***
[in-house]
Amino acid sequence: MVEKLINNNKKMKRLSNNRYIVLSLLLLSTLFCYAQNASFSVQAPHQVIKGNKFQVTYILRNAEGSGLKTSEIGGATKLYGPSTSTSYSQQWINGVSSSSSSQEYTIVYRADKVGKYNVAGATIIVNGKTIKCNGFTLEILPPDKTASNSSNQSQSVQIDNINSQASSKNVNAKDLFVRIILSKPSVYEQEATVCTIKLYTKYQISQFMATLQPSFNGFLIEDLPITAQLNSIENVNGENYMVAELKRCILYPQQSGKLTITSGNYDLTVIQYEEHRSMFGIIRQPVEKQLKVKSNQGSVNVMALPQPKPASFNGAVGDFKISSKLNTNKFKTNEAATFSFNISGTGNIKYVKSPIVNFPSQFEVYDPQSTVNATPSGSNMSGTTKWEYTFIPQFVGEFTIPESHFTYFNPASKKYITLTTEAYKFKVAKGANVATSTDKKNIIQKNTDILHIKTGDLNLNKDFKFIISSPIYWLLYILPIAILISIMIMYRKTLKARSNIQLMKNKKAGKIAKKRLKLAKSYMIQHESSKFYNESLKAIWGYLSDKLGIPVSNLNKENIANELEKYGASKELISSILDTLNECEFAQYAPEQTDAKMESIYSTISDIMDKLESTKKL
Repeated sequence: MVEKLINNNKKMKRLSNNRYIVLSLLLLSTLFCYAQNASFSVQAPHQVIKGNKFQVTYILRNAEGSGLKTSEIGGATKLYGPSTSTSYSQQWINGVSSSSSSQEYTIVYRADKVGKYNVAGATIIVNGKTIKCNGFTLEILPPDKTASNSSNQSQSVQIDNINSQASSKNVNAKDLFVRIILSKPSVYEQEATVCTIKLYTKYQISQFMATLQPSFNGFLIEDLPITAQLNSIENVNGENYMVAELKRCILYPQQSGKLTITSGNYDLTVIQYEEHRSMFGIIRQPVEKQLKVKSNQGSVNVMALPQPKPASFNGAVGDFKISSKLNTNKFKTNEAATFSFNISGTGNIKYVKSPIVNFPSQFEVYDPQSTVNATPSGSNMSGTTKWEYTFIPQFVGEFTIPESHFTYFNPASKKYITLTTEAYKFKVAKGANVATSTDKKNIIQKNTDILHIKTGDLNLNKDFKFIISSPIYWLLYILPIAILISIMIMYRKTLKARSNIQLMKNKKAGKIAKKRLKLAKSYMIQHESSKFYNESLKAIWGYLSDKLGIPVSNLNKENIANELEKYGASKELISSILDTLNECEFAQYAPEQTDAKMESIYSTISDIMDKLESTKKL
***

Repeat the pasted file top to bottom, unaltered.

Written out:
[in-house]
Amino acid sequence: MVEKLINNNKKMKRLSNNRYIVLSLLLLSTLFCYAQNASFSVQAPHQVIKGNKFQVTYILRNAEGSGLKTSEIGGATKLYGPSTSTSYSQQWINGVSSSSSSQEYTIVYRADKVGKYNVAGATIIVNGKTIKCNGFTLEILPPDKTASNSSNQSQSVQIDNINSQASSKNVNAKDLFVRIILSKPSVYEQEATVCTIKLYTKYQISQFMATLQPSFNGFLIEDLPITAQLNSIENVNGENYMVAELKRCILYPQQSGKLTITSGNYDLTVIQYEEHRSMFGIIRQPVEKQLKVKSNQGSVNVMALPQPKPASFNGAVGDFKISSKLNTNKFKTNEAATFSFNISGTGNIKYVKSPIVNFPSQFEVYDPQSTVNATPSGSNMSGTTKWEYTFIPQFVGEFTIPESHFTYFNPASKKYITLTTEAYKFKVAKGANVATSTDKKNIIQKNTDILHIKTGDLNLNKDFKFIISSPIYWLLYILPIAILISIMIMYRKTLKARSNIQLMKNKKAGKIAKKRLKLAKSYMIQHESSKFYNESLKAIWGYLSDKLGIPVSNLNKENIANELEKYGASKELISSILDTLNECEFAQYAPEQTDAKMESIYSTISDIMDKLESTKKL
Repeated sequence: MVEKLINNNKKMKRLSNNRYIVLSLLLLSTLFCYAQNASFSVQAPHQVIKGNKFQVTYILRNAEGSGLKTSEIGGATKLYGPSTSTSYSQQWINGVSSSSSSQEYTIVYRADKVGKYNVAGATIIVNGKTIKCNGFTLEILPPDKTASNSSNQSQSVQIDNINSQASSKNVNAKDLFVRIILSKPSVYEQEATVCTIKLYTKYQISQFMATLQPSFNGFLIEDLPITAQLNSIENVNGENYMVAELKRCILYPQQSGKLTITSGNYDLTVIQYEEHRSMFGIIRQPVEKQLKVKSNQGSVNVMALPQPKPASFNGAVGDFKISSKLNTNKFKTNEAATFSFNISGTGNIKYVKSPIVNFPSQFEVYDPQSTVNATPSGSNMSGTTKWEYTFIPQFVGEFTIPESHFTYFNPASKKYITLTTEAYKFKVAKGANVATSTDKKNIIQKNTDILHIKTGDLNLNKDFKFIISSPIYWLLYILPIAILISIMIMYRKTLKARSNIQLMKNKKAGKIAKKRLKLAKSYMIQHESSKFYNESLKAIWGYLSDKLGIPVSNLNKENIANELEKYGASKELISSILDTLNECEFAQYAPEQTDAKMESIYSTISDIMDKLESTKKL